VANCOUVER, British Columbia - A Canadian judge gave Lai Changxing, a
smuggling kingpin, another chance on Thursday to fight deportation from Canada
to face charges of running a smuggling empire.
Smuggling kingpin Lai Changxing, one of China's most wanted
fugitives, gestures while talking to media outside his residence in
Vancouver, British Columbia June 1,
The Canadian official who approved Lai's removal order failed to properly
consider Lai's claim that he would be tortured, a Federal Court judge ruled.
Lai's bid for political asylum in Canada already has been rejected.
The slow pace of Lai's deportation case -- which has gone on for seven years
-- has become a thorn in Chinese-Canadian relations even though Ottawa has
supported Beijing's efforts to have him returned.
The Canadian government can appeal this decision. If it doesn't officials
would have to repeat their review of the risks Lai faces. Lai's attorney David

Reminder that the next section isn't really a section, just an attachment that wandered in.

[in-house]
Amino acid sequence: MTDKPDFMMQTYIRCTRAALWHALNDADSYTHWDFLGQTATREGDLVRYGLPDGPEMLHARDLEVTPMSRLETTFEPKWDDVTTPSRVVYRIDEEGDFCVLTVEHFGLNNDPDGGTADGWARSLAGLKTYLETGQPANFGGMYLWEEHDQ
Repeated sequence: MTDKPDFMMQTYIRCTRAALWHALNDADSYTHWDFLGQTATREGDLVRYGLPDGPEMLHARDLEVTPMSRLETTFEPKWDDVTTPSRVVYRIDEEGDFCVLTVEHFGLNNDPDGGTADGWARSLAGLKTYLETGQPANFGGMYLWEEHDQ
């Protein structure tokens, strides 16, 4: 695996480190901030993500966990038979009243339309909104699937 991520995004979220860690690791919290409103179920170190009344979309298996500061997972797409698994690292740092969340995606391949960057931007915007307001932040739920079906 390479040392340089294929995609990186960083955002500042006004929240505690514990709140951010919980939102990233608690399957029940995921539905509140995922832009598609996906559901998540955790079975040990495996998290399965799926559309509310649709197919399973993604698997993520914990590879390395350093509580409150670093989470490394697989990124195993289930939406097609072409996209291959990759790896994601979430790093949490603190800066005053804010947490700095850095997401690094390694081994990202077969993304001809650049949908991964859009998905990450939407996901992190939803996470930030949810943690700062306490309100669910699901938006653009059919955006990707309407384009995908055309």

Matas said that could stretch the process out for another two years before it is
China has made it clear that Lai will not be tortured or
executed, but the judge said the official who approved Lai's removal failed to
determine if the assurances on torture were "meaningful and reliable".
relaxed-looking Lai, who is living under limited house arrest in Vancouver, told
a news conference he was pleased by the decision, but would accept whatever
decision the Canadian courts finally make.
Canada, which does not have capital punishment, normally refuses to extradite
people to countries where they could face the death penalty.
Lai is accused of running a multibillion-dollar operation that bribed
officials and police to avoid taxes and duties on goods ranging from oil to
cigarettes that were smuggled into China's Fujian province in the 1990s.
Lai has denied wrongdoing and has said the allegations are politically
motivated, a claim Canadian immigration officials dismissed in rejecting his
Lai, who grew up in a peasant family, said if allowed to stay in Canada he
would turn to farming. "He says being a farmer is the safest," a translator told